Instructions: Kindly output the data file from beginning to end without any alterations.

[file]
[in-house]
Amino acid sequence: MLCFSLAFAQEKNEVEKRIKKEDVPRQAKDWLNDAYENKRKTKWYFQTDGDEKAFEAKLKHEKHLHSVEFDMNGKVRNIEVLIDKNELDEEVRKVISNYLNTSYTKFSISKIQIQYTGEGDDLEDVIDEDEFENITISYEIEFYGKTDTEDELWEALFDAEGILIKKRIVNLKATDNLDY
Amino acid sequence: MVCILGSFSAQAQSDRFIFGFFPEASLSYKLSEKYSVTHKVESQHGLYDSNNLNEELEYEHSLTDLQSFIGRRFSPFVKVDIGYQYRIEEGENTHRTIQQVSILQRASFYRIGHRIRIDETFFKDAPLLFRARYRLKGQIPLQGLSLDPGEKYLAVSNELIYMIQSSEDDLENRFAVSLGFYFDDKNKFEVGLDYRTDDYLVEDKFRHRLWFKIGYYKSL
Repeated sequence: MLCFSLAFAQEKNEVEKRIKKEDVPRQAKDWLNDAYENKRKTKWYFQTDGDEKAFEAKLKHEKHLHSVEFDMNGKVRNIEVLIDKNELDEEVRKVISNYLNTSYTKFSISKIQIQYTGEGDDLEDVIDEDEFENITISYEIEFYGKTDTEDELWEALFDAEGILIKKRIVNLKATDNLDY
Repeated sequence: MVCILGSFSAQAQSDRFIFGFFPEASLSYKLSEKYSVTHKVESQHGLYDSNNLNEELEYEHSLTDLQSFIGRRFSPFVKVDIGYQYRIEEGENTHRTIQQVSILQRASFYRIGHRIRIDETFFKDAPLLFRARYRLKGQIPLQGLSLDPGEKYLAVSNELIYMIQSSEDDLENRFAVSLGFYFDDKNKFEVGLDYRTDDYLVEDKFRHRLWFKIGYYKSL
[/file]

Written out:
[in-house]
Amino acid sequence: MLCFSLAFAQEKNEVEKRIKKEDVPRQAKDWLNDAYENKRKTKWYFQTDGDEKAFEAKLKHEKHLHSVEFDMNGKVRNIEVLIDKNELDEEVRKVISNYLNTSYTKFSISKIQIQYTGEGDDLEDVIDEDEFENITISYEIEFYGKTDTEDELWEALFDAEGILIKKRIVNLKATDNLDY
Amino acid sequence: MVCILGSFSAQAQSDRFIFGFFPEASLSYKLSEKYSVTHKVESQHGLYDSNNLNEELEYEHSLTDLQSFIGRRFSPFVKVDIGYQYRIEEGENTHRTIQQVSILQRASFYRIGHRIRIDETFFKDAPLLFRARYRLKGQIPLQGLSLDPGEKYLAVSNELIYMIQSSEDDLENRFAVSLGFYFDDKNKFEVGLDYRTDDYLVEDKFRHRLWFKIGYYKSL
Repeated sequence: MLCFSLAFAQEKNEVEKRIKKEDVPRQAKDWLNDAYENKRKTKWYFQTDGDEKAFEAKLKHEKHLHSVEFDMNGKVRNIEVLIDKNELDEEVRKVISNYLNTSYTKFSISKIQIQYTGEGDDLEDVIDEDEFENITISYEIEFYGKTDTEDELWEALFDAEGILIKKRIVNLKATDNLDY
Repeated sequence: MVCILGSFSAQAQSDRFIFGFFPEASLSYKLSEKYSVTHKVESQHGLYDSNNLNEELEYEHSLTDLQSFIGRRFSPFVKVDIGYQYRIEEGENTHRTIQQVSILQRASFYRIGHRIRIDETFFKDAPLLFRARYRLKGQIPLQGLSLDPGEKYLAVSNELIYMIQSSEDDLENRFAVSLGFYFDDKNKFEVGLDYRTDDYLVEDKFRHRLWFKIGYYKSL